SFDR: Back to the Drawing Board?

September 26, 2023
  • Investor Services
The ESG disclosure regime has had a significant impact on funds in Europe since implementation in March 2021. Now, policymakers are reassessing.

Despite good intentions and vast resources applied to the Sustainable Finance Disclosure Regulation (SFDR), industry believes it could be revisited and reframed to make it more useful and less complex to investors. And policymakers have listened.

Here’s three key takeaways for fund managers:

  1. The European Commission has opened a formal review of SFDR by way of public consultation. The review indicates policymakers want to go back to the drawing board on the cornerstone regulation to its ESG financial services policy agenda
  2. The review proposes a shift to an increased level of prescription on validating fund sustainability in investor disclosures – policymakers originally intended it to be a disclosure regime; however, it became a fund labelling regime with the wider market focused primarily on whether a fund was article 6, 8 or 9
  3. The consultation opens the door to a shift to a sustainability labelling regime with defined fund labels based on a funds’ approach and level of conviction to sustainability

A Positive Step

The overarching theme of the consultation is one of repurposing the regime to make it more useful to market participants, improve interoperability with other regulations and be efficient in the use of resources to comply with it. It runs until December 15, 2023, and should garner a large scale and vocal response to a very influential fund regulation in Europe.

Industry should welcome the repurposing of the regime to make it more useful.

SFDR was a pioneering global ESG disclosure regulation that aimed to produce decision useful ESG disclosures to investors regarding the sustainability credentials of funds sold in the E.U. Since its implementation, SFDR has placed ESG considerations high on the agenda of fund manufacturers, distributors, and investors across the E.U. It has had a material impact on fund flows – funds with a higher ESG conviction have garnered more inflows than those funds not eschewing ESG principles.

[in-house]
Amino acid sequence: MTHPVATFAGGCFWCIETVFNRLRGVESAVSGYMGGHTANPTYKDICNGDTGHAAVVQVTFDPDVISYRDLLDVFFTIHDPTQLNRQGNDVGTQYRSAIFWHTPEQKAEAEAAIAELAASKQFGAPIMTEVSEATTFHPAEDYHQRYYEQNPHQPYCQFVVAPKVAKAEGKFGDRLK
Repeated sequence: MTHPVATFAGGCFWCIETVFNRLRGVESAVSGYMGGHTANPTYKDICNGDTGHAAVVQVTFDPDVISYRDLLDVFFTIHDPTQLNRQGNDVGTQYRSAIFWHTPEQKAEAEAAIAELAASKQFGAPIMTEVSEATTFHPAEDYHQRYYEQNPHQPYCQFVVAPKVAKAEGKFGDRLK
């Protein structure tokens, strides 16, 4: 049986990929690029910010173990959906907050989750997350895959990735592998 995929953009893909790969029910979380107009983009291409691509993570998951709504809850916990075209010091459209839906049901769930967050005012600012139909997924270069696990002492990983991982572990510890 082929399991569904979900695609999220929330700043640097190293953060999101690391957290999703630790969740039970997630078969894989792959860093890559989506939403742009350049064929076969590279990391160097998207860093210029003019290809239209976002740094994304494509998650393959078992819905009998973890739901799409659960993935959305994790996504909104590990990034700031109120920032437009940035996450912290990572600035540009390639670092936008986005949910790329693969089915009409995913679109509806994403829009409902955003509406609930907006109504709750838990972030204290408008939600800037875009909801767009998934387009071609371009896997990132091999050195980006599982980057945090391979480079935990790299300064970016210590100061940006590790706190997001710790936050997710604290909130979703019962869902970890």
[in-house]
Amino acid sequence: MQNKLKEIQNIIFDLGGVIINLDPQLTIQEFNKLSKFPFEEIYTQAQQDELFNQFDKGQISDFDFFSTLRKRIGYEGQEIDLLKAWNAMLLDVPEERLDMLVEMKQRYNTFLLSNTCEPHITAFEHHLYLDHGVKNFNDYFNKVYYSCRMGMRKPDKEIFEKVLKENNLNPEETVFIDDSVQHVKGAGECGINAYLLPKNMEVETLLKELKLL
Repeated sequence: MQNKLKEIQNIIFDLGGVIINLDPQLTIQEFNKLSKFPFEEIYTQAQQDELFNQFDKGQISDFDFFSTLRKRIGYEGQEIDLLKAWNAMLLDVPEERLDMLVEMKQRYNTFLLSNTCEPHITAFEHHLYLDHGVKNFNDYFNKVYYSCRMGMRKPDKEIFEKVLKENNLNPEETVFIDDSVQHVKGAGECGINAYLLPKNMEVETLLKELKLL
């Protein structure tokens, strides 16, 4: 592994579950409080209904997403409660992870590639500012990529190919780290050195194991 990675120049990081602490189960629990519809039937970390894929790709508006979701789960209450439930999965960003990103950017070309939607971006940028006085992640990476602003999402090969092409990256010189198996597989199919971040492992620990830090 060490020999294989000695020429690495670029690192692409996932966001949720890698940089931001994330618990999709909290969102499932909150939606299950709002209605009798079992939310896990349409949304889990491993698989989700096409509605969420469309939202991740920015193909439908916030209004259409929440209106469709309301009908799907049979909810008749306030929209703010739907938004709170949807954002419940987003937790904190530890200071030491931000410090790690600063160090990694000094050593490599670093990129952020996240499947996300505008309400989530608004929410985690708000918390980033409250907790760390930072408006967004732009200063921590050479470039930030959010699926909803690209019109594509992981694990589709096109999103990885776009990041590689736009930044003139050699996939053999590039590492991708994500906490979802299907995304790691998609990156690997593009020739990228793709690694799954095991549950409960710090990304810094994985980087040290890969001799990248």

However, it’s clear the regulation’s roll out has not been without issue. Policymakers categorically intended SFDR to be a disclosure regime but in practice it became a de facto “labelling” regime. The regime emphasized the SFDR designation and that participants could measure a funds’ ESG conviction by the SFDR article attached to it. This was never the intention of the regulation but here we are.

In Brief: A Wide-ranging Consultation

The consultation, like most E.U. ESG releases, is detailed and proposes changes to a wide range of areas. The E.U. also pragmatically appears to concede the first iteration of SFDR had challenges and policymakers appear to want to improve on “lessons learned” since the initial roll out. The consultation questions a wide array of SFDR focus areas ranging from reducing its complexity, improving the presentation of disclosures, assessing the costs in SFDR compliance, and the value to investors of entity level disclosures.

It also questions how SFDR interacts with other governing regulations such as the Markets in Financial Instruments Directive (MiFID) and Packaged Retail and Insurance-based Investment Products (PRIIPs). SFDR has cross pollinated the entire E.U. funds landscape with sustainability integrated into each of the major core regulations.

The proposal regarding a uniform disclosure regime for all products and fund labels are the most consequential shifts contained within the consultation. Industry will have mixed feelings on the introduction of fund labels, since this is what has happened in the market in practice. However, there has also been a significant number of resources, time, effort, and money spent on categorising funds into the existing SFDR articles. So, it will be interesting to see where this proposal lands.

Long Road Ahead

Since SFDR has been one of the most significant policy changes in Europe in recent years, responses to proposed changes will be interesting. Overall, industry will want to ensure the regulation is improved and that efforts already made to comply with SFDR can be leveraged for whatever comes next.

What is clear is that in Europe and elsewhere, ESG rulemaking remains in its infancy and comes with inherent complexities and challenges. Our industry remains very much in the initial stages of a long policy journey when it comes to regulation of sustainability.

Network of pins and threads in the shape of many interconnecting speech bubbles symbolizing social dialog
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